On the drizzly morning of April 12, 1864, Confederate General Nathan Bedford Forrest followed the sound of gunfire and galloped toward Fort Pillow. The garrison high on the bluffs overlooking the Mississippi River 40 miles north of Memphis had been built by the Confederacy at the onset of the Civil War but captured by the Union in 1862. Now, after spending weeks destroying Union supply lines in daring cavalry raids throughout Kentucky and western Tennessee, Forrest’s men were attempting to take back the fortification named after Confederate General Gideon Johnson Pillow.

Although he had no formal military training, Forrest, who had been a slave owner and trader before the war, had risen from the rank of private to lieutenant colonel in less than five months after enlisting in 1861. At Fort Donelson, Shiloh, Chickamauga and other battles, the man nicknamed the “Wizard of the Saddle” had proven to be a brilliant cavalry leader and keen tactician. Union General William Tecumseh Sherman called Forrest “the very Devil,” while noted Civil War historian Shelby Foote wrote that Forrest and President Abraham Lincoln were the “two authentic geniuses” of the Civil War.

Forrest put his battlefield success in much simpler terms, however: “To get there first with the most men.” And on this damp April day at Fort Pillow, the Confederate general had just that, an estimated 1,500 troops against approximately 600 Union troops, including 262 African-American members of the U.S. Colored Troops, inside the citadel under the command of Major Lionel Booth.

The Confederate forces pressed their advantage from the firing of the first shot, and early in the battle a sharpshooter mortally wounded Booth. At 3:30 p.m., the guns fell silent as Forrest dispatched a message to the enemy: “I demand the unconditional surrender of the entire garrison, promising you that you shall be treated as prisoners of war. My men have just received a fresh supply of ammunition, and from their present position can easily assault and capture the fort. Should my demand be refused, I cannot be responsible for the fate of your command.” Major William Bradford, who had assumed command, asked for an hour to make a decision. Fearing the arrival of reinforcements, Forrest gave them 20 minutes. Bradford refused to surrender, and Forrest’s men sounded the charge and quickly stormed Fort Pillow.

What happened next is still debated today. Union soldiers made the claim that, although they laid down their guns in surrender once the fort was overwhelmed, Confederate soldiers killed dozens of unarmed troops rather than take them as prisoners of war as protocol dictated. Forrest’s men claimed that the fort’s occupants had continued their resistance and had been killed in self-defense in the course of battle.

The Union pointed to the death count to press their claim. While the Confederates lost just over a dozen men, upwards of 300 Union troops were killed. African-American Union soldiers suffered a death rate of 64 percent, while the death rate of their white counterparts was half that. Union survivors reported that a slaughter had occurred, and that African-American soldiers were shot, burned and drowned as they attempted to surrender.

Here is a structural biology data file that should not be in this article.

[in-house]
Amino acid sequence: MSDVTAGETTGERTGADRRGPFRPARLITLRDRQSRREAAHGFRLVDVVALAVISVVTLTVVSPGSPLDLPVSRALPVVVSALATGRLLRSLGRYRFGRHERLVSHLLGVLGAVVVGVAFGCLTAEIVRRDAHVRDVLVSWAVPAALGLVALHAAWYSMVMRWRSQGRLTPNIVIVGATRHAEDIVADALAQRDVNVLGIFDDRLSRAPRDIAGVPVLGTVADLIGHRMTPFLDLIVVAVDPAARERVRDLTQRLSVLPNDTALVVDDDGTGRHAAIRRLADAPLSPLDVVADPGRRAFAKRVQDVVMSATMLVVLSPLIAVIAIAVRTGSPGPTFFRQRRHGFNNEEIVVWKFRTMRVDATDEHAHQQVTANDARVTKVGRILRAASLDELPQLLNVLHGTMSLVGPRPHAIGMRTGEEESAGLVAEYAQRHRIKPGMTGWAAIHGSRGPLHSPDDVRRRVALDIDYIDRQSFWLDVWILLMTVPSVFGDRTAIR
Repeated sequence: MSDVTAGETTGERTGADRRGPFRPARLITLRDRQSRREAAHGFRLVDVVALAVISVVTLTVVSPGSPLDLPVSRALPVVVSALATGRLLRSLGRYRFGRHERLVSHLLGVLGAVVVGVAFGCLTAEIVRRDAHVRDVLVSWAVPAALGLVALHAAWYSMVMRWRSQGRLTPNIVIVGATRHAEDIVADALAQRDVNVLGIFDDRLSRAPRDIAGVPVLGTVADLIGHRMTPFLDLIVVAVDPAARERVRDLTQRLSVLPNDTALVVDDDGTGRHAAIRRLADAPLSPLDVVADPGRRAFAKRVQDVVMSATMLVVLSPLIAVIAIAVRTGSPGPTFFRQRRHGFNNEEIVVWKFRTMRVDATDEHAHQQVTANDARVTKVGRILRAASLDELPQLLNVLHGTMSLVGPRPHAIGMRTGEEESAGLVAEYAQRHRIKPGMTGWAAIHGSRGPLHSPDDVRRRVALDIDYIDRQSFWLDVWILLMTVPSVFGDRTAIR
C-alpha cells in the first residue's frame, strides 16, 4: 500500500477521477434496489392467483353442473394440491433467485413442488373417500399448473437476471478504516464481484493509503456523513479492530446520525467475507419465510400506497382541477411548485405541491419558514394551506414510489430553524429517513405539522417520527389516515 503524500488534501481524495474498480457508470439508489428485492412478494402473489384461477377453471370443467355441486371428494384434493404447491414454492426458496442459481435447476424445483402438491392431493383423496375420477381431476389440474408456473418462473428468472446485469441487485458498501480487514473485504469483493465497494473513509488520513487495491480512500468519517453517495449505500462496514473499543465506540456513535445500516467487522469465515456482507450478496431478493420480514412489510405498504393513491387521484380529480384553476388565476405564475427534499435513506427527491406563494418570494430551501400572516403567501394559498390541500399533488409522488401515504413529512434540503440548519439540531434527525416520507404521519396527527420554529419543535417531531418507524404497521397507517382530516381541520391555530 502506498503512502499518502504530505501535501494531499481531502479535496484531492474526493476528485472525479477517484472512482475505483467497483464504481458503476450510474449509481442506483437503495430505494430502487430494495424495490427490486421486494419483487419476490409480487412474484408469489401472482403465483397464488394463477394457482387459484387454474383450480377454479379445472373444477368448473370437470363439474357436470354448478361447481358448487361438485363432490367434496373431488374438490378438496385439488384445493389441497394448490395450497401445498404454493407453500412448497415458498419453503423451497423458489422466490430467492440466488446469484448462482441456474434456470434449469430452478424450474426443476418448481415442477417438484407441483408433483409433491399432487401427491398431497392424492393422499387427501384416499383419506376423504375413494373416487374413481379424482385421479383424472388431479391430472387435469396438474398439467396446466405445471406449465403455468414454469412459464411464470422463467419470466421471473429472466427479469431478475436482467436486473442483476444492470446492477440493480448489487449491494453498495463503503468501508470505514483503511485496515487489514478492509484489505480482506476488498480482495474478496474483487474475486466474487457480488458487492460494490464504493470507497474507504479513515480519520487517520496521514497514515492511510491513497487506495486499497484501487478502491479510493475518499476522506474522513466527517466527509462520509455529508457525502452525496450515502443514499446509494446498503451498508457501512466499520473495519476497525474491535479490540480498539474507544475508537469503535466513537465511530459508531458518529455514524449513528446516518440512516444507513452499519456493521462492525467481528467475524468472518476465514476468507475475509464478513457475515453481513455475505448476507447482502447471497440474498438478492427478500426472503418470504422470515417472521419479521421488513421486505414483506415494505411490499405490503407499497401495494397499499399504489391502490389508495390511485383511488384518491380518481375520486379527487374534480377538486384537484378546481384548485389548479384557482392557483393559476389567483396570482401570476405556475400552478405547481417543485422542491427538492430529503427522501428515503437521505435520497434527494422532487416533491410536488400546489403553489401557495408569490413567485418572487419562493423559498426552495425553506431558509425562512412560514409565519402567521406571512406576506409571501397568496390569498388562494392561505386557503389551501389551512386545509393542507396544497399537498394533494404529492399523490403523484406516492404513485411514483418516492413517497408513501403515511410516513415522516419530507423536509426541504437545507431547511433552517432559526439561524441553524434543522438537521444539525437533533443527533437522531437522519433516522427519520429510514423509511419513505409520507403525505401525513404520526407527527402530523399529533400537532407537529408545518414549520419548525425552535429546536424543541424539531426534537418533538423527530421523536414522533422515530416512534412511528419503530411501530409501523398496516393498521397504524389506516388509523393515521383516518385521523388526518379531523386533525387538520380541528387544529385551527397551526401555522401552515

Northern newspapers printed stories of atrocities from what they called the “Fort Pillow Massacre.” The Chicago Tribune reported the Confederate fighters “cruelly butchered every colored soldier they could lay hands upon.” Southern newspapers such as the Atlanta Appeal published the “correct history of the facts connected with the capture of Fort Pillow” that “gives the lie to the Yankee stories of ‘brutal massacre.’”

Congressional investigators interviewed survivors and concluded that Forrest’s men engaged in an “indiscriminate slaughter” in “a scene of cruelty and murder without a parallel in civilized warfare.” Confederate Sergeant Achilles Clark appeared to corroborate that story when he wrote home shortly after the battle: “The slaughter was awful—words cannot describe the scene. The poor deluded Negroes would run up to our men, fall upon their knees, and with uplifted hands scream for mercy, but they were ordered to their feet and then shot down.”

In the wake of the battle, the Union refused to participate in further prisoner exchanges, and African-American units charged into battle with the rallying cry “Remember Fort Pillow!” After the Civil War, Forrest reportedly became the first grand wizard of a newly formed secret white-supremacist organization fighting Reconstruction, the Ku Klux Klan, although he denied association with the group before Congress.

The debate over what happened at Fort Pillow, and even whether to call it a “battle” or a “massacre,” still simmers 150 years later, and at times the controversy bubbles over, particularly when in regards to Forrest. Although Clark recounted that “Gen. Forrest ordered them shot down like dogs,” defenders of the Confederate general argue that no evidence exists that he ordered a massacre. An historical marker in Tennessee says Forrest “lost control over his troops,” while Foote wrote in his account of the Civil War that Forrest did “all he could, first to prevent and then to end the unnecessary bloodshed.”

Protests have been raised over honors bestowed upon Forrest, whose name adorns schools, parks and public buildings in the South. Civil rights activists have protested plans in recent years to erect a new monument to Forrest in a Selma, Alabama, cemetery and issue specialty license plates in his honor in Mississippi. Last year, the Memphis city council sparked a lawsuit when it voted to remove Forrest’s name from a park where he and his wife are buried under a bronze equestrian statue of the Confederate general, which is often defaced. Meanwhile, one thing is clear: The guns may have fallen silent at Fort Pillow 150 years ago, but the battle over its history still rages.